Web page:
February 5, 2015 — The first “bellwether” trial in a federal Lipitor litigation has been set for October, and the plaintiff is a woman who used the cholesterol-lowering statin for 15 years before she was diagnosed with type-2 diabetes.
The plaintiff is a resident of Colorado who started taking Lipitor in 1998 to control high cholesterol.
She was diagnosed with diabetes in 2004 despite maintaining a healthy weight. She accuses Pfizer of failing to adequately warn about the side effect.
The FDA still believes the heart benefits of Lipitor outweigh the risk of diabetes, but they warn that statins can slightly elevate blood-sugar levels. They now recommend blood-glucose testing for some patients on Lipitor.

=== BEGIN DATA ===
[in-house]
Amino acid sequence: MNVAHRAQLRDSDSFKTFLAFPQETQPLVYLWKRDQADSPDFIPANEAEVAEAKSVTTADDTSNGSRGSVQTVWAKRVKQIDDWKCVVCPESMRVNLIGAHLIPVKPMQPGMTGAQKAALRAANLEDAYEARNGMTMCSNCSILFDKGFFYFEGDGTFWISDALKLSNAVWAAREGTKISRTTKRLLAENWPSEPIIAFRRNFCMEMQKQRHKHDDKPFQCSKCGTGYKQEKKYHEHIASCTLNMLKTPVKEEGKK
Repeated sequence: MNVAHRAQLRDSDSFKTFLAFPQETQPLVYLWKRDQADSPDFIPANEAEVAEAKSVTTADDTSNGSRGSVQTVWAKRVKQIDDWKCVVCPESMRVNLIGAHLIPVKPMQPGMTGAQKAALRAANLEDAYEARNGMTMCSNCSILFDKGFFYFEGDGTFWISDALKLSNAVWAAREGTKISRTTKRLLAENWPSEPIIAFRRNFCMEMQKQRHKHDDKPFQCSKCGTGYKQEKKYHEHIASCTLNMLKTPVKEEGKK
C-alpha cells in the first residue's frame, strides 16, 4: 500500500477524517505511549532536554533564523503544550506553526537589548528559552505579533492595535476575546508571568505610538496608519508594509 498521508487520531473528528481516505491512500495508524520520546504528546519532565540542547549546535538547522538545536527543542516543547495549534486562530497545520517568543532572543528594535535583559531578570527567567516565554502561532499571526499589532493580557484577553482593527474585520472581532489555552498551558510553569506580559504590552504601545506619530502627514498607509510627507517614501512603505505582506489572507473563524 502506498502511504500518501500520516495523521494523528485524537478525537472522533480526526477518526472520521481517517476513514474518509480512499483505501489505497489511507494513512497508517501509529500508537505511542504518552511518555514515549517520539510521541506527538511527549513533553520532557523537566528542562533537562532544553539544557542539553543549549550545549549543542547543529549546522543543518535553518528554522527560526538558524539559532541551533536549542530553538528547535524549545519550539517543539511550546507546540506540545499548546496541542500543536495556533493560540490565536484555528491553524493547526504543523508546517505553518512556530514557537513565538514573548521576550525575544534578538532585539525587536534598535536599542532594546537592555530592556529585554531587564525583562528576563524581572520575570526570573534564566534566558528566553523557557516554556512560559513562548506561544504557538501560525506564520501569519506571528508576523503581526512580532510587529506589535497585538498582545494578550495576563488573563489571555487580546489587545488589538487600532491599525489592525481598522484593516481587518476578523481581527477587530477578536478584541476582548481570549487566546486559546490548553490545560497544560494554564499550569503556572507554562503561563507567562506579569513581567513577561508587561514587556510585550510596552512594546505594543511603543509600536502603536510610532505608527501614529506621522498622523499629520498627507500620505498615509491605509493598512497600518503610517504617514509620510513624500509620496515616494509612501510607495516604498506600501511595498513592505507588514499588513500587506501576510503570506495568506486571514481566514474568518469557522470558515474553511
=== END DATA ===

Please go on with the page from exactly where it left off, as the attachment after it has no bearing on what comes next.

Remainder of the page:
According to the lawsuit:
“For the rest of her life she must undergo regular testing of her blood glucose levels, adhere to a restrictive diabetic diet, and take medication to control her diabetes. Due to her diabetes, she is now at markedly increased risk of heart disease, blindness, neuropathy, and kidney disease.”
Her lawsuits was filed in federal court in Colorado in February 2014.Soon afterward, federal judges centralized the litigation in South Carolina. Now, over 1,600 lawsuits are centralized under U.S. District Judge Richard M. Gergel.
Judge Gergel recently rejected Pfizer’s bid to dismiss 10 lawsuits, ruling that federal law does not preempt failure-to-warn claims made by plaintiffs in Texas.